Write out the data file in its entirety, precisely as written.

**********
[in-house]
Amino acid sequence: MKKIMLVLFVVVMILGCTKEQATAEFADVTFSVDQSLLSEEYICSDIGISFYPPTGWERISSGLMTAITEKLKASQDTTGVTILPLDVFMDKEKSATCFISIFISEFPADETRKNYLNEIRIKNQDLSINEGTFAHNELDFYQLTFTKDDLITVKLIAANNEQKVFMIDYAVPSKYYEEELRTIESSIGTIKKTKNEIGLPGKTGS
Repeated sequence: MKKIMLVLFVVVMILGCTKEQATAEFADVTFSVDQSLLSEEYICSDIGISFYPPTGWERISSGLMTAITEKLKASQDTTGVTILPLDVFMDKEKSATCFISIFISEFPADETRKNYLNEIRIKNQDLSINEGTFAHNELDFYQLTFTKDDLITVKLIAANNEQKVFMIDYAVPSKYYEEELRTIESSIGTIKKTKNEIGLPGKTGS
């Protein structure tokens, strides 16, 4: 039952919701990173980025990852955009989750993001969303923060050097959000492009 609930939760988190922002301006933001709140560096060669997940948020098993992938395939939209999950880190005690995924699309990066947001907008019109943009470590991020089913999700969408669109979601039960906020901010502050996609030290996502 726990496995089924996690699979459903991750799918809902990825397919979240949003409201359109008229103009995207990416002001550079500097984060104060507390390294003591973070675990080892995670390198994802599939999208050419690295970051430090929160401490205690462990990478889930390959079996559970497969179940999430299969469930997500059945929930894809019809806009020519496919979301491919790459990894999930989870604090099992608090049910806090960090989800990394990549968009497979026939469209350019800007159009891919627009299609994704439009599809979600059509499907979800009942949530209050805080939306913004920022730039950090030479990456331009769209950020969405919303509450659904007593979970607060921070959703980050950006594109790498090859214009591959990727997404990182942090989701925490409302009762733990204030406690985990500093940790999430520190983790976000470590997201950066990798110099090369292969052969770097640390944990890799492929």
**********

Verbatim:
[in-house]
Amino acid sequence: MKKIMLVLFVVVMILGCTKEQATAEFADVTFSVDQSLLSEEYICSDIGISFYPPTGWERISSGLMTAITEKLKASQDTTGVTILPLDVFMDKEKSATCFISIFISEFPADETRKNYLNEIRIKNQDLSINEGTFAHNELDFYQLTFTKDDLITVKLIAANNEQKVFMIDYAVPSKYYEEELRTIESSIGTIKKTKNEIGLPGKTGS
Repeated sequence: MKKIMLVLFVVVMILGCTKEQATAEFADVTFSVDQSLLSEEYICSDIGISFYPPTGWERISSGLMTAITEKLKASQDTTGVTILPLDVFMDKEKSATCFISIFISEFPADETRKNYLNEIRIKNQDLSINEGTFAHNELDFYQLTFTKDDLITVKLIAANNEQKVFMIDYAVPSKYYEEELRTIESSIGTIKKTKNEIGLPGKTGS
């Protein structure tokens, strides 16, 4: 039952919701990173980025990852955009989750993001969303923060050097959000492009 609930939760988190922002301006933001709140560096060669997940948020098993992938395939939209999950880190005690995924699309990066947001907008019109943009470590991020089913999700969408669109979601039960906020901010502050996609030290996502 726990496995089924996690699979459903991750799918809902990825397919979240949003409201359109008229103009995207990416002001550079500097984060104060507390390294003591973070675990080892995670390198994802599939999208050419690295970051430090929160401490205690462990990478889930390959079996559970497969179940999430299969469930997500059945929930894809019809806009020519496919979301491919790459990894999930989870604090099992608090049910806090960090989800990394990549968009497979026939469209350019800007159009891919627009299609994704439009599809979600059509499907979800009942949530209050805080939306913004920022730039950090030479990456331009769209950020969405919303509450659904007593979970607060921070959703980050950006594109790498090859214009591959990727997404990182942090989701925490409302009762733990204030406690985990500093940790999430520190983790976000470590997201950066990798110099090369292969052969770097640390944990890799492929």